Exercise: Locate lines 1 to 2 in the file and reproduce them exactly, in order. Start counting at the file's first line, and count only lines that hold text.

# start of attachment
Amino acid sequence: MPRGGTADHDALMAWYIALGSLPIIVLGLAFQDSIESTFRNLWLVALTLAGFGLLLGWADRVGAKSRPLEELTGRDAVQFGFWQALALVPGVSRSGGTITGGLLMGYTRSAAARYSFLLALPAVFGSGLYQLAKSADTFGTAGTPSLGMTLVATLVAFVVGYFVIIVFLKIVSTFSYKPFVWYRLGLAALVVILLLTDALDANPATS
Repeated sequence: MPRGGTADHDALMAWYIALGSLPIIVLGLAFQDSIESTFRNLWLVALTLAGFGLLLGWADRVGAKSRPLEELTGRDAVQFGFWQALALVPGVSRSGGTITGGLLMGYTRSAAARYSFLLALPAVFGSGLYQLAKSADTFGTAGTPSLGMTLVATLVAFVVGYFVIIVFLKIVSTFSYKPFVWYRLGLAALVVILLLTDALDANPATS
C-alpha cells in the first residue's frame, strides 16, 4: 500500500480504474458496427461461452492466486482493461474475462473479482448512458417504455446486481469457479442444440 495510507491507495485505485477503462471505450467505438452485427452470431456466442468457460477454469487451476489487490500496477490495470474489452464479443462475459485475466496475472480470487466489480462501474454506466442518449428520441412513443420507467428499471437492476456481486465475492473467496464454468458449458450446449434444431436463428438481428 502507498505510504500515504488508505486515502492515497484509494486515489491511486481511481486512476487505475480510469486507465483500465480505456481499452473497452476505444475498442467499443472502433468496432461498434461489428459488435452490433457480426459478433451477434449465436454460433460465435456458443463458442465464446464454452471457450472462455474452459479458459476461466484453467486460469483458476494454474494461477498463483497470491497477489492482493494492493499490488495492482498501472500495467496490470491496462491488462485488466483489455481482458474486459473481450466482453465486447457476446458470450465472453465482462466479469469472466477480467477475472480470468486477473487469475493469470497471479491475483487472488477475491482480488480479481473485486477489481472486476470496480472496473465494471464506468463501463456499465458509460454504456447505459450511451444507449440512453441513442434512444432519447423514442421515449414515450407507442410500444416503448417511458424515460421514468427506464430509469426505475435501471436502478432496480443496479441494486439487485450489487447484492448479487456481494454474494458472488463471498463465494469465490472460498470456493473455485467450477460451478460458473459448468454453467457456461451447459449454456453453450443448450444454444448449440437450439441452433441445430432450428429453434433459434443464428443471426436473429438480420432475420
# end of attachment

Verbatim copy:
Amino acid sequence: MPRGGTADHDALMAWYIALGSLPIIVLGLAFQDSIESTFRNLWLVALTLAGFGLLLGWADRVGAKSRPLEELTGRDAVQFGFWQALALVPGVSRSGGTITGGLLMGYTRSAAARYSFLLALPAVFGSGLYQLAKSADTFGTAGTPSLGMTLVATLVAFVVGYFVIIVFLKIVSTFSYKPFVWYRLGLAALVVILLLTDALDANPATS
Repeated sequence: MPRGGTADHDALMAWYIALGSLPIIVLGLAFQDSIESTFRNLWLVALTLAGFGLLLGWADRVGAKSRPLEELTGRDAVQFGFWQALALVPGVSRSGGTITGGLLMGYTRSAAARYSFLLALPAVFGSGLYQLAKSADTFGTAGTPSLGMTLVATLVAFVVGYFVIIVFLKIVSTFSYKPFVWYRLGLAALVVILLLTDALDANPATS